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Luneberg lens
Key features

• Proven design
• No moving parts, ensures
reliable operation.
• No power requirements
• A range of available colours
• The most efficient passive
radar reflector available

The Luneberg lens is a passive radar augmentation device used to increase the radar reflectivity of a
target without the use of additional energy The lens reflector is a sphere in shape, usually
composed of concentric dielectric shells. By the proper selection of dielectric constants for each
shell, radar energy incident on one of the faces of the lens is focused at a point on the rear surface
of the lens. The rear conductive surface reflects radar energy back to the source.

The physical characteristic of a Luneberg lens varies according to its application and the frequency
at which it is required to operate. To meet a variety of weapon system requirements Meggitt Target
Systems integrates a variety of lens types into its targets. Generally these are of 7.5 inches in
diameter but alternative sizes from 4 inches to 8.7 inches in diameter may be fitted to the Banshee
and Snipe targets.

The radar cross section of a Luneberg lens is several hundred times that of a metallic sphere of the
same size. Requiring no power supply or maintenance, the Luneberg lens is the most efficient,
passive radar reflector available

Lenses are generally of 3 types designed to fulfil different technical requirements.

a) A Mono-static unit where the radar source and the radar receiver are collocated. This type
of lens is a retro-reflector designed to operate with linear polarised radars. This is the
most commonly used general purpose reflector which has a broad band RF capability from
S band to Ku Band.
b) A Mono-static unit similar to that above but designed for use with radars that utilise
circular polarisation. These units, which look the same as the linear polarised work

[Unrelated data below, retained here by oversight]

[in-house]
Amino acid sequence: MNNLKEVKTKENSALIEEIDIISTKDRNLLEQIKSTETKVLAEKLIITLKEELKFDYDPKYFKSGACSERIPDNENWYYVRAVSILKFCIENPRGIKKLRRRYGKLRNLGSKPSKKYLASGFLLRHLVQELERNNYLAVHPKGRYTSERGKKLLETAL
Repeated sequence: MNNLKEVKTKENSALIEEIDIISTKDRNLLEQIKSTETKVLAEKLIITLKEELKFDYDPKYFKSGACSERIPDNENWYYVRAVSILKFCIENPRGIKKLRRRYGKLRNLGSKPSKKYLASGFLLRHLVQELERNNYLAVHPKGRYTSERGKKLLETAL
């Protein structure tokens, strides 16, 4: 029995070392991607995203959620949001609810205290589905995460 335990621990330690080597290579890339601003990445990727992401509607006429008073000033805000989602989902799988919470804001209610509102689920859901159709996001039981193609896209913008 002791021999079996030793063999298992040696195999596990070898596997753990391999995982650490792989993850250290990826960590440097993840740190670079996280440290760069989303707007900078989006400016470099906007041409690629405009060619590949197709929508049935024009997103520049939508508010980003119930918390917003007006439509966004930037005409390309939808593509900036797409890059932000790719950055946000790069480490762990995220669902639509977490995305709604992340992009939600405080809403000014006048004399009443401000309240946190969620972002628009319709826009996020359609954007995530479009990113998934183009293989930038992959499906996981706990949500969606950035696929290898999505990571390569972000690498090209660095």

different and have a much narrower operating band. Therefore they tend to be frequency
specific
c) A Bi-static unit designed for use where the radar source and receiver are located
independently to each other. For example, where a radar is used to illuminate a target so
that it can be acquired and identified by a missile’s active radar seeker head. This unit is
generally used for linear polarised systems.
Other lens types are available to meet specific weapon and user requirements.

Meggitt Target Systems


Our product competencies and services:
Aerial targets | Land targets | Naval targets | Special mission vehicles |
Support products and services |
Aerospace
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Luneberg lens
Specifications
Contact
BTT3-0903-000-000
Lens Type Monostatic, linear polarised, retro reflector Meggitt Target Systems
Diameter: 7.5” (19 cm) The Boulevard, Orbital Park
Weight: 1.7 kg Ashford Kent, TN24 0GA, UK
Angle of View: +/- 500 on axis Tel: +44 (0) 1233 505600
Typical RCS: >7 m2 at 10 GHz on axis. 5m2 at +/- 500 Fax: +44 (0) 1233 503707
11m2 at 14 GHz on axis. 9m2 at +/- 500
www.meggitttargetsystems.com
BTT3-0901-000-000 www.meggitt.com
Lens Type Monostatic, circular polarised
Diameter 7.5” (19 cm)
Weight 1.7kg
Angle of view +/- 500 on Axis
Typical RCS: >5 m2 at 10 GHz on axis. 3.5m2 at +/- 500

BTT3-0964-000-000
Lens Type Bi-static, linear polarised
Diameter: 8.7” (22 cm|)
Weight: 2.1 kg
Angle of view: +/- 500 on axis
Typical RCS: 6 m2 at 9.375 GHz. on Axis
1 m2 at 9.375 GHz at bi-static angle of 100

Note: Due to continuous process improvement, specifications are subject to change without notice

Meggitt Target Systems


Our product competencies and services:
Aerial targets | Land targets | Naval targets | Special mission vehicles |
Support products and services |